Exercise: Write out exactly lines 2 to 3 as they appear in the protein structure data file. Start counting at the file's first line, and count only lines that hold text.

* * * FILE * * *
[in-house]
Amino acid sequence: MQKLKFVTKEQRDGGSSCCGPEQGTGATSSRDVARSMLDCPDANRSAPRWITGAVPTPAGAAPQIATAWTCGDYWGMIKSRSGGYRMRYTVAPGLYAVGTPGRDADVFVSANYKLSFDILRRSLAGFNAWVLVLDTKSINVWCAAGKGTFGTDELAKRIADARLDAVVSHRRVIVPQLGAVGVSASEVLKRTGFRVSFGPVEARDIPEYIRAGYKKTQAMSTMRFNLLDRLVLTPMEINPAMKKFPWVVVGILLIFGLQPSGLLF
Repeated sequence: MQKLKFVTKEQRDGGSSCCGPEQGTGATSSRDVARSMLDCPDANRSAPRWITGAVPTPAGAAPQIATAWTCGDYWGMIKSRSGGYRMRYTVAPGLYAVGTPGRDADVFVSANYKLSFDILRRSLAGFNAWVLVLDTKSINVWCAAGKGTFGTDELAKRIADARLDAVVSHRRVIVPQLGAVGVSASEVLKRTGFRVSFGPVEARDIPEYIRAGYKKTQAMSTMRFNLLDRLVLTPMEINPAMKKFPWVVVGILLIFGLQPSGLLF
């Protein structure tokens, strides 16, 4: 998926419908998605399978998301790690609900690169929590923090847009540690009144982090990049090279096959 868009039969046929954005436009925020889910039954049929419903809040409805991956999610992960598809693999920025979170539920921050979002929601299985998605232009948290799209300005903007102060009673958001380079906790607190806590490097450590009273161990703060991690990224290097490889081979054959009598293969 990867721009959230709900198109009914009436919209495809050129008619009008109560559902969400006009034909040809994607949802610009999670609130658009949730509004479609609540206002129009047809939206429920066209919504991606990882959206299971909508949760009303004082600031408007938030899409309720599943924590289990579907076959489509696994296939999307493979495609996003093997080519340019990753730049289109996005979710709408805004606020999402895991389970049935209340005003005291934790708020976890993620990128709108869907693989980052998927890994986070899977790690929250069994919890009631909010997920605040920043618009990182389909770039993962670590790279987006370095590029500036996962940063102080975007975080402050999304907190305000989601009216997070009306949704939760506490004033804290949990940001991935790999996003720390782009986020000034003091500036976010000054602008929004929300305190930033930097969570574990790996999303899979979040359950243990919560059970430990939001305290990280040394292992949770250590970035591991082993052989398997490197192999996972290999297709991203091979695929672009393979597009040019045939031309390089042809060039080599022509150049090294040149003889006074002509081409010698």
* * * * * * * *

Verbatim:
Amino acid sequence: MQKLKFVTKEQRDGGSSCCGPEQGTGATSSRDVARSMLDCPDANRSAPRWITGAVPTPAGAAPQIATAWTCGDYWGMIKSRSGGYRMRYTVAPGLYAVGTPGRDADVFVSANYKLSFDILRRSLAGFNAWVLVLDTKSINVWCAAGKGTFGTDELAKRIADARLDAVVSHRRVIVPQLGAVGVSASEVLKRTGFRVSFGPVEARDIPEYIRAGYKKTQAMSTMRFNLLDRLVLTPMEINPAMKKFPWVVVGILLIFGLQPSGLLF
Repeated sequence: MQKLKFVTKEQRDGGSSCCGPEQGTGATSSRDVARSMLDCPDANRSAPRWITGAVPTPAGAAPQIATAWTCGDYWGMIKSRSGGYRMRYTVAPGLYAVGTPGRDADVFVSANYKLSFDILRRSLAGFNAWVLVLDTKSINVWCAAGKGTFGTDELAKRIADARLDAVVSHRRVIVPQLGAVGVSASEVLKRTGFRVSFGPVEARDIPEYIRAGYKKTQAMSTMRFNLLDRLVLTPMEINPAMKKFPWVVVGILLIFGLQPSGLLF